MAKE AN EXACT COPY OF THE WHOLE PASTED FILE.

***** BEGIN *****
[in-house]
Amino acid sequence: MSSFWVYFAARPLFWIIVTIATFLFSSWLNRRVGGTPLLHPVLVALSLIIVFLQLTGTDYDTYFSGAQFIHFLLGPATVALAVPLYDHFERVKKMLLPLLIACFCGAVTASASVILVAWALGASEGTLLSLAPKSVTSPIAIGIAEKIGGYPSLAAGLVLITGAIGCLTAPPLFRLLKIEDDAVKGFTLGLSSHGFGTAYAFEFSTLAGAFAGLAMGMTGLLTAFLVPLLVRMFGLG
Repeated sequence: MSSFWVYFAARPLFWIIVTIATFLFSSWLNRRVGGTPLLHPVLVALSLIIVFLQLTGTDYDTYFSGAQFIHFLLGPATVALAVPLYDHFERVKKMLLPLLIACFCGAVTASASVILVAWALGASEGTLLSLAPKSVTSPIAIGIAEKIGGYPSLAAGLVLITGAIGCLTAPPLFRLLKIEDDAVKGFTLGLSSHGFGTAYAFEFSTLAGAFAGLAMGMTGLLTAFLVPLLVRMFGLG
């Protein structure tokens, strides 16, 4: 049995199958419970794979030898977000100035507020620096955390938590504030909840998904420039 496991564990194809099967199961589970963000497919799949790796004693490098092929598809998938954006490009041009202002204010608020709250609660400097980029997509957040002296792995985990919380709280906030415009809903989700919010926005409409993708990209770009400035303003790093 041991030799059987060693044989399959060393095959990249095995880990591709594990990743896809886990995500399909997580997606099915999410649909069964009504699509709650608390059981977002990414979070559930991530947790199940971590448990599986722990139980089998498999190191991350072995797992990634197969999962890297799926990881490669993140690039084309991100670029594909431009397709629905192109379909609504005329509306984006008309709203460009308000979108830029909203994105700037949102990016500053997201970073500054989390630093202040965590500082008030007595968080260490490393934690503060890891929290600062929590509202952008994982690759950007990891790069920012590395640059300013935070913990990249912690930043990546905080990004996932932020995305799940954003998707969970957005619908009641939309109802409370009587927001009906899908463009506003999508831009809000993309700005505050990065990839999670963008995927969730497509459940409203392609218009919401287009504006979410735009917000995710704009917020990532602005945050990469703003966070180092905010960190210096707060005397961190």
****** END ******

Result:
[in-house]
Amino acid sequence: MSSFWVYFAARPLFWIIVTIATFLFSSWLNRRVGGTPLLHPVLVALSLIIVFLQLTGTDYDTYFSGAQFIHFLLGPATVALAVPLYDHFERVKKMLLPLLIACFCGAVTASASVILVAWALGASEGTLLSLAPKSVTSPIAIGIAEKIGGYPSLAAGLVLITGAIGCLTAPPLFRLLKIEDDAVKGFTLGLSSHGFGTAYAFEFSTLAGAFAGLAMGMTGLLTAFLVPLLVRMFGLG
Repeated sequence: MSSFWVYFAARPLFWIIVTIATFLFSSWLNRRVGGTPLLHPVLVALSLIIVFLQLTGTDYDTYFSGAQFIHFLLGPATVALAVPLYDHFERVKKMLLPLLIACFCGAVTASASVILVAWALGASEGTLLSLAPKSVTSPIAIGIAEKIGGYPSLAAGLVLITGAIGCLTAPPLFRLLKIEDDAVKGFTLGLSSHGFGTAYAFEFSTLAGAFAGLAMGMTGLLTAFLVPLLVRMFGLG
């Protein structure tokens, strides 16, 4: 049995199958419970794979030898977000100035507020620096955390938590504030909840998904420039 496991564990194809099967199961589970963000497919799949790796004693490098092929598809998938954006490009041009202002204010608020709250609660400097980029997509957040002296792995985990919380709280906030415009809903989700919010926005409409993708990209770009400035303003790093 041991030799059987060693044989399959060393095959990249095995880990591709594990990743896809886990995500399909997580997606099915999410649909069964009504699509709650608390059981977002990414979070559930991530947790199940971590448990599986722990139980089998498999190191991350072995797992990634197969999962890297799926990881490669993140690039084309991100670029594909431009397709629905192109379909609504005329509306984006008309709203460009308000979108830029909203994105700037949102990016500053997201970073500054989390630093202040965590500082008030007595968080260490490393934690503060890891929290600062929590509202952008994982690759950007990891790069920012590395640059300013935070913990990249912690930043990546905080990004996932932020995305799940954003998707969970957005619908009641939309109802409370009587927001009906899908463009506003999508831009809000993309700005505050990065990839999670963008995927969730497509459940409203392609218009919401287009504006979410735009917000995710704009917020990532602005945050990469703003966070180092905010960190210096707060005397961190």